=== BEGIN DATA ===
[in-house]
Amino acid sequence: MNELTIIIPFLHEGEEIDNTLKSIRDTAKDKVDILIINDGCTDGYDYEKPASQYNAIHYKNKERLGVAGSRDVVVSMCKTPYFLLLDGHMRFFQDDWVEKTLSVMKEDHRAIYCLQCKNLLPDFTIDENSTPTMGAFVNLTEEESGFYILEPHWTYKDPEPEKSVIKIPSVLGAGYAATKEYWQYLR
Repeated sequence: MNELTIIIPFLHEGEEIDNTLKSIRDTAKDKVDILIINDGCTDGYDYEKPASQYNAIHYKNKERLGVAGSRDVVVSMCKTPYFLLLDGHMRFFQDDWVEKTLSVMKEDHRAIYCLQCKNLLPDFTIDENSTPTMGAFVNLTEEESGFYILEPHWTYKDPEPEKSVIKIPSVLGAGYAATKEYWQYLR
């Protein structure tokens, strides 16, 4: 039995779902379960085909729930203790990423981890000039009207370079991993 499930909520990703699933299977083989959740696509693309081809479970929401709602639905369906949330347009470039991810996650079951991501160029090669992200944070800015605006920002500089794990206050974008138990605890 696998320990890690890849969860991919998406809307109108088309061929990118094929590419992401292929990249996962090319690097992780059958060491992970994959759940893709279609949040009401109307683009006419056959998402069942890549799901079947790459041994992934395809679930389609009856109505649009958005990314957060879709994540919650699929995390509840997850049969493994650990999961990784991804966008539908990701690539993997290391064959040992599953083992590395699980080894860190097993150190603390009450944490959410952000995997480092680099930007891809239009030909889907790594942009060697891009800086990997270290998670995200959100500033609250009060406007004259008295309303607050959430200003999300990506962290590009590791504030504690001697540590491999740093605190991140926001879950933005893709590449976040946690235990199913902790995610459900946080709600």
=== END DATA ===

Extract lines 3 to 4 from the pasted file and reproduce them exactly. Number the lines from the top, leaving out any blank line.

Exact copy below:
Repeated sequence: MNELTIIIPFLHEGEEIDNTLKSIRDTAKDKVDILIINDGCTDGYDYEKPASQYNAIHYKNKERLGVAGSRDVVVSMCKTPYFLLLDGHMRFFQDDWVEKTLSVMKEDHRAIYCLQCKNLLPDFTIDENSTPTMGAFVNLTEEESGFYILEPHWTYKDPEPEKSVIKIPSVLGAGYAATKEYWQYLR
């Protein structure tokens, strides 16, 4: 039995779902379960085909729930203790990423981890000039009207370079991993 499930909520990703699933299977083989959740696509693309081809479970929401709602639905369906949330347009470039991810996650079951991501160029090669992200944070800015605006920002500089794990206050974008138990605890 696998320990890690890849969860991919998406809307109108088309061929990118094929590419992401292929990249996962090319690097992780059958060491992970994959759940893709279609949040009401109307683009006419056959998402069942890549799901079947790459041994992934395809679930389609009856109505649009958005990314957060879709994540919650699929995390509840997850049969493994650990999961990784991804966008539908990701690539993997290391064959040992599953083992590395699980080894860190097993150190603390009450944490959410952000995997480092680099930007891809239009030909889907790594942009060697891009800086990997270290998670995200959100500033609250009060406007004259008295309303607050959430200003999300990506962290590009590791504030504690001697540590491999740093605190991140926001879950933005893709590449976040946690235990199913902790995610459900946080709600």